Thursday, June 30, 2011

the DINKY STUFF - a video tutorial in two parts

Part ONE is above, and part TWO is below.

The Dinky Stuff (tip 61) is an area where too many campers go completely overboard. When you get right down to it, there actually isn’t that much you really need. All the dinky stuff should easily fit in one ziploc baggie. This items in the video may fluctuate a little between an overnight and a 10-day expedition, but not much.

Simple first aid kit (tip 55) is required. The stuff in the video is pretty much what I would take on any moderate trip. You have minimal gear, so your ability to improvise with what you might have on hand is drastically different than the traditional camper with their extra gear. The stuff in the kit reflects items that would be impossible to improvise. All stored in a ziploc baggie. Weight: Less than 3 oz.

This spartan little kit is not a substitute for proper first aid training. There is a professional certification titled Wilderness First Responder, and I would strongly advocate this course to anyone who travels in remote environments. Please, use your brain to avoid the kind of accidents that would make you need a first aid kit in the first place.

Simple repair kit (tip 56) is important 'cuz stuff breaks. And (mostly) it’s easily fixed. Here’s a simple list of what I would carry on the model trip. All stored in a ziploc baggie. Weight: Less than 3 oz.

During the video, I reference a stove made by Andrew Skurka, the easy to create Fancy Feast Cat Food Can Stove is an engineering marvel!

Sunday, June 19, 2011

Can you drink un-treated water? (video tip)

TIP number 105

Is it water safe to drink water straight from a mountain stream? The answer is an unequivocal sometimes.

Please be aware, drinking un-treated might have serious gastro-consequences. The text book signs and symptoms of Giardia read as follows: “Explosive diarrhea with a foul sulfurous odor.” That sounds gross, right? Knowing what is reliable in the backcountry is critical here, and making an informed decision is a combination of experience and a working knowledge of the hazards.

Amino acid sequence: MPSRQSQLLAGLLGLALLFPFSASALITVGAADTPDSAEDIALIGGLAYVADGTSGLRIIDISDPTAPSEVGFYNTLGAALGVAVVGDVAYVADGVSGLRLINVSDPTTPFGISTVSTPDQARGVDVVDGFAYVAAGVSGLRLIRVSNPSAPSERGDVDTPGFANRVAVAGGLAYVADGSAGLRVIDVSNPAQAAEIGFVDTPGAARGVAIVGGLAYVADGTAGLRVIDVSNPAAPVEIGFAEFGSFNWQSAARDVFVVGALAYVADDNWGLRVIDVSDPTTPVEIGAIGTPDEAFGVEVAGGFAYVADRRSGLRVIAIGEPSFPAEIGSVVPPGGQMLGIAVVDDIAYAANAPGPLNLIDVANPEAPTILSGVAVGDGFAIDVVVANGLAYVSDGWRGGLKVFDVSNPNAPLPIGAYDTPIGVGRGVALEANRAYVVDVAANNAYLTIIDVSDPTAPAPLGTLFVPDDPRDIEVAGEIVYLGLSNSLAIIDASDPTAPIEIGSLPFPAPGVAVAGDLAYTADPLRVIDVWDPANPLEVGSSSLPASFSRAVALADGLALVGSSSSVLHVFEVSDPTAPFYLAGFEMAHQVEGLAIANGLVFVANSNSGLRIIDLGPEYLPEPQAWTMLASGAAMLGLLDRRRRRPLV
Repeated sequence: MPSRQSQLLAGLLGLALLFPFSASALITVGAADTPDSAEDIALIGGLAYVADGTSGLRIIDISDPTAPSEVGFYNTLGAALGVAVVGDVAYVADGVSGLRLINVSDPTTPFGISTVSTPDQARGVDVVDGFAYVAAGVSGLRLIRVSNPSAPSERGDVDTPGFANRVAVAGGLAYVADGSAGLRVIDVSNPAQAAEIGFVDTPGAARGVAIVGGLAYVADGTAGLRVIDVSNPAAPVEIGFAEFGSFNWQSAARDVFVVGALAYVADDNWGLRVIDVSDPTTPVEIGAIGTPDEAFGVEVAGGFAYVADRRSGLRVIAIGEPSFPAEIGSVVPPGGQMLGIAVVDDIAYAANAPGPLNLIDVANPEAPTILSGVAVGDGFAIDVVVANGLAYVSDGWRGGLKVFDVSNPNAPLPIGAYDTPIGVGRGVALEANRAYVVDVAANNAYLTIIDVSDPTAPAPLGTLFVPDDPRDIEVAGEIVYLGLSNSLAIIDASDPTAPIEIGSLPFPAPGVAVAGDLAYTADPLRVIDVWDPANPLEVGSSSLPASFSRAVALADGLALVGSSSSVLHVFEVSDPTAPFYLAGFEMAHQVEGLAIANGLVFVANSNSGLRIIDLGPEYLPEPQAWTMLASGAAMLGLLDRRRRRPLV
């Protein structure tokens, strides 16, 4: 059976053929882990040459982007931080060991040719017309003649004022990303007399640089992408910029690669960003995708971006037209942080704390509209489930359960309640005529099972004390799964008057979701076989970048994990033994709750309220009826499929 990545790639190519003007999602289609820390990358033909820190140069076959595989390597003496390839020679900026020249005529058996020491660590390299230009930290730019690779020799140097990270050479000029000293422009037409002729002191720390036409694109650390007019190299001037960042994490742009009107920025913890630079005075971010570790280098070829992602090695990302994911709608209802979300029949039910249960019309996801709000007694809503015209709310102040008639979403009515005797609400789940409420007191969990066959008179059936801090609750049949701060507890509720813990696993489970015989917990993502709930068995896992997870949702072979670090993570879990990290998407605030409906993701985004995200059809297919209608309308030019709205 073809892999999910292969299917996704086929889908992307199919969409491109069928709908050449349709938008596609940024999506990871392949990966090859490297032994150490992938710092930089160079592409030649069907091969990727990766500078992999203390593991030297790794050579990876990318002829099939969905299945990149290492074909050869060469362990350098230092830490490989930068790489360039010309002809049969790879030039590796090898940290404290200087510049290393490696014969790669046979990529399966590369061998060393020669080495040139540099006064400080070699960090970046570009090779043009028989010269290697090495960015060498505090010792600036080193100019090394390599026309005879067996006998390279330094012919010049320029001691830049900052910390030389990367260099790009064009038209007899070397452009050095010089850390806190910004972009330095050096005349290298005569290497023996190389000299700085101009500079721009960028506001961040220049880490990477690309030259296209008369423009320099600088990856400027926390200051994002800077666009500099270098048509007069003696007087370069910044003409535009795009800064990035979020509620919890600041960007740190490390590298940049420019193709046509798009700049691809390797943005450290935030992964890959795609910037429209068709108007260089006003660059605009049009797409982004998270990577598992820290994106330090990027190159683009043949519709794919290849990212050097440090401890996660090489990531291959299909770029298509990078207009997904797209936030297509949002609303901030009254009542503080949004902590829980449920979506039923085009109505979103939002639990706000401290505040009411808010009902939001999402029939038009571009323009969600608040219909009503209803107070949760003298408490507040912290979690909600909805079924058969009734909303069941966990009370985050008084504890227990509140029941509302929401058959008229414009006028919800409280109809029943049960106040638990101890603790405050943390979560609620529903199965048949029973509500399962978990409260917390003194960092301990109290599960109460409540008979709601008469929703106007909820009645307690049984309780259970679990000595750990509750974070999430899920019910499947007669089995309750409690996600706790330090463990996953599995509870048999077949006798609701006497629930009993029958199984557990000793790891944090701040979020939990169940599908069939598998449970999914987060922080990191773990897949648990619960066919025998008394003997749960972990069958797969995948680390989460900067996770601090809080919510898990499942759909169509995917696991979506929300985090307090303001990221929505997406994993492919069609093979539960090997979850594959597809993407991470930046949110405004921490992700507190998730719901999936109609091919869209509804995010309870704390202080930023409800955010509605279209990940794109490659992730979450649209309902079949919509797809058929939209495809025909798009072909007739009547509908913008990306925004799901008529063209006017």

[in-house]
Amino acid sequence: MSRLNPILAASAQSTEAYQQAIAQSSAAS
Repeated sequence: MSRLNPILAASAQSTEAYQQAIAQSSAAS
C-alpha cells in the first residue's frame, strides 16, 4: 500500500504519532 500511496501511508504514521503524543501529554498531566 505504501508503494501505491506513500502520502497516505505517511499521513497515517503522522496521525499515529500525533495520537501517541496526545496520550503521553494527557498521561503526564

My pal Phil carries a cute little 500ml plastic juice bottle in his hand during all his mountain travel. It’s never on his back, so it adds zero to the pack weight. When he gets to a trustworthy water source, he fills up and drinks. Nothing to treat, no pumping, no hoses, no boiling, no mixing chemicals, no time waiting for anything. Phil has achieved a sort of mastery when evaluating the safety of water, and this came from years of experience in the backcountry. I’m a little more cautious than Phil, but I regularly drink un-treated water.

I realize I am outside of the perceived norm of camping practices to even suggest that it’s okay to sometimes drink water straight from it’s source. It might even come off as heresy in a world filled with filters, pumps, chemicals and weird glowing ultra violet batteries operated gizmos. These tools serve a purpose, but not all the time. In my opinion, it is entirely appropriate to do what we as humans have done since the dawn of time.

I only drink from springs and very small streams. And I’ve found that a lot of the small little streams are easy to follow uphill to their source, where the water bubbles up out of the ground. This is actually very easy to do, especially with a UL pack. If you are aware, and looking uphill, you’ll quickly gain a good sense of where to find the quality springs. Before drinking directly from any un-treated water source, I run through this simple check-list:


~ Are there any zones above this water source that could impact the quality? (popular camping, mine sites, moose mating grounds, etc)

~ Is this a popular camping zone?

~ Is the water running from an outlet of a lake or pond?

~ Are there any wildlife feces near the water or upstream?

~ Is there a dead elk in the stream?

If I answer NO to all these questions, I happily drink up, most of the time. I’ll add that if I find a spring bubbling straight up from the ground, I will always dip my cup as close as I can to the source.

My advice, carefully factor in all available data before drinking ANY water in the backcountry. For questionable sources, I carry Aqua-Mira, a chlorine based treatment.